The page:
The Lowland Maya Area: Three Millennia at the Human-Wildland Interface

1st Edition

Scott Fedick, Michael Allen, Juan Jim?nez-Osornio, A. Gomez-Pompa

CRC Press
Published September 18, 2003
Reference - 659 Pages
ISBN 9781560229711 - CAT# HW14108

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Summary

What can we learn from the people of the Maya Lowlands?

Integrating history, biodiversity, ethnobotany, geology, ecology, archaeology, anthropology, and other disciplines, The Lowland Maya Area is a valuable guide to the fascinating relationship between man and his environment in the Yucatán peninsula. This book covers virtually every aspect of the biology and ecology of the Maya Lowlands and the many ways that human beings have interacted with their surroundings in that area for the last three thousand years. You'll learn about newly discovered archaeological evidence of wetland use; the domestication and use of cacao and henequen plants; a biodiversity assessment of a select group of plants, animals, and microorganisms; the area's forgotten cotton, indigo, and wax industries; the ecological history of the Yucatán Peninsula; and much more. This comprehensive book will open your eyes to all that we can learn from the Maya people, who continue to live on their native lands, integrating modern life with their old ways and teaching valuable lessons about human dependence on and management of environmental resources.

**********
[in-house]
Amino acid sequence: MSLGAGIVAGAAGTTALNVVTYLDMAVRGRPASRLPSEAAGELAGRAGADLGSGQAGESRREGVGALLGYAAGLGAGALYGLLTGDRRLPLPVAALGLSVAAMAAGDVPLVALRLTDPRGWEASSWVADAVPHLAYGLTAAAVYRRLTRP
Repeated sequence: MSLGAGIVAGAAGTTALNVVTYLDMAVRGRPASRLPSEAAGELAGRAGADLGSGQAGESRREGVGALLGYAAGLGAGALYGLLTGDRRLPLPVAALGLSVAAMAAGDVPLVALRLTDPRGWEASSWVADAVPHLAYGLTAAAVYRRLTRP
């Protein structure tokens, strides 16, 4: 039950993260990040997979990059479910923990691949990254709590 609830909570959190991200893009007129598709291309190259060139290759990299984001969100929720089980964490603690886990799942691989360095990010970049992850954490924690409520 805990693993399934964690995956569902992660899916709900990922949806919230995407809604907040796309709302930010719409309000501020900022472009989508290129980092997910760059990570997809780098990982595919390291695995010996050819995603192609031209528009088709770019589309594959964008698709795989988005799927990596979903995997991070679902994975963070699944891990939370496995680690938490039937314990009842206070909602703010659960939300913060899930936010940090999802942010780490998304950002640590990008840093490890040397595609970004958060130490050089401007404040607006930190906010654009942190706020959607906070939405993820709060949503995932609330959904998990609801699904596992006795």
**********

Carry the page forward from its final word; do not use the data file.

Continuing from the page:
The Lowland Maya Area explores:
  • the impact of hurricanes and fire on local environments
  • historic and modern Maya concepts of forests
  • the geologic history of the Yucatán
  • challenges to preserving Maya architecture
  • newly-discovered evidence of fertilizer use among the ancient Maya
  • cooperation between locals and researchers that fosters greater knowledge on both sides
  • recommendations to help safeguard the future
The Lowland Maya Area is an ideal single source for reliable information on the many ecological and social issues of this dynamic area. Providing you with the results of the most recent research into many diverse fields, including traditional ecological knowledge, the difficult transition to capitalism, agave production, and the diversity of insect species, this book will be a valuable addition to your collection.

As the editors of The Lowland Maya Area say in their concluding chapter: “If we are to gain global perspective from the changing Maya world, it is that understanding space and time is absolutely critical to human persistence.” Understanding how the Maya have interacted with their environment for thousands of years while maintaining biodiversity will help us understand how we too can work for sustainable development in our own environments.

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